Other stewardship concepts include:

  • protecting water quality
  • establishing year-round soil cover (residue or cover crop)
  • integrating crop and animal systems to maximize efficiencies, nutrients and energy
  • controlling invasive plants

Some traditional practices conflict with sustainable practices, because they severely damage the soil structure and ability of a field to adapt to extreme weather events, climate change and the stresses of intensive crop production.

All practices, new and traditional, must be considered when implementing sustainable farming practices.

Social Responsibility

Social responsibility relates to the quality of life for everyone who interacts with the business: employees, customers, neighbours, local community members and the farmer. The most prominent examples of this in rural Ontario are agricultural cooperatives, farmers' markets, on-farm events and twilight tours. Other examples occur within the business itself, such as fair treatment of workers and good business practices.

Some indicators of social responsibility include:

  • support for other local businesses and families within the community, circulating money within the local as well as the global economy
  • a stable or increasing rural community population
  • return of post-secondary school graduates to the community after graduation, to family farms or associated businesses.


Sustainable agriculture is defined by three interactive components: economic profitability, environmental stewardship and social responsibility. It is important that sustainability is embraced at all levels of the supply chain. Farm practices can have compound effects across the entire supply chain in very complex ways, both positive and negative.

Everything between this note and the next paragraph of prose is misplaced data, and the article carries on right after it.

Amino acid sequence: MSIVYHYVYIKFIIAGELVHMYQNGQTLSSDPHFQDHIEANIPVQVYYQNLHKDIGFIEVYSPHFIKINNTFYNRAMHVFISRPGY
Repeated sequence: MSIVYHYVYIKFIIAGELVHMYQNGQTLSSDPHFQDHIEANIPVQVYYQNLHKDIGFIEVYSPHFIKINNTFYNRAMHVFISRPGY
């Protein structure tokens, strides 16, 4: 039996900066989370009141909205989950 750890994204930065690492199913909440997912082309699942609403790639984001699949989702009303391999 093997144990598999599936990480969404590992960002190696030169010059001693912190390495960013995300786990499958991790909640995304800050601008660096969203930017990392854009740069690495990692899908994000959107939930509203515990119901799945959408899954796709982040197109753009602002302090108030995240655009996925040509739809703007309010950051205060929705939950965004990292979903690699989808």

Sustainability is a goal. However, a farm should never expect to "achieve sustainability." As farm practices become more sustainable, farmers gain a deeper understanding of the natural resources they steward and how this affects their business.

A competent working knowledge of sustainability creates further opportunities for new sustainability practices in agriculture. This in turn increases the farmer's ability to respond to market pressures and environmental conditions, and help develop a robust and resilient business. The profit in sustainable practices is both tangible and intangible. It includes economic gain, environmental stability and social benefit.

Sustainability in agriculture, like the rotation of the seasons, is a never-ending journey, which is why it is so important to continue to work towards this goal.

This Factsheet was written by Nick Betts, Business Management Specialist, OMAFRA, Guelph.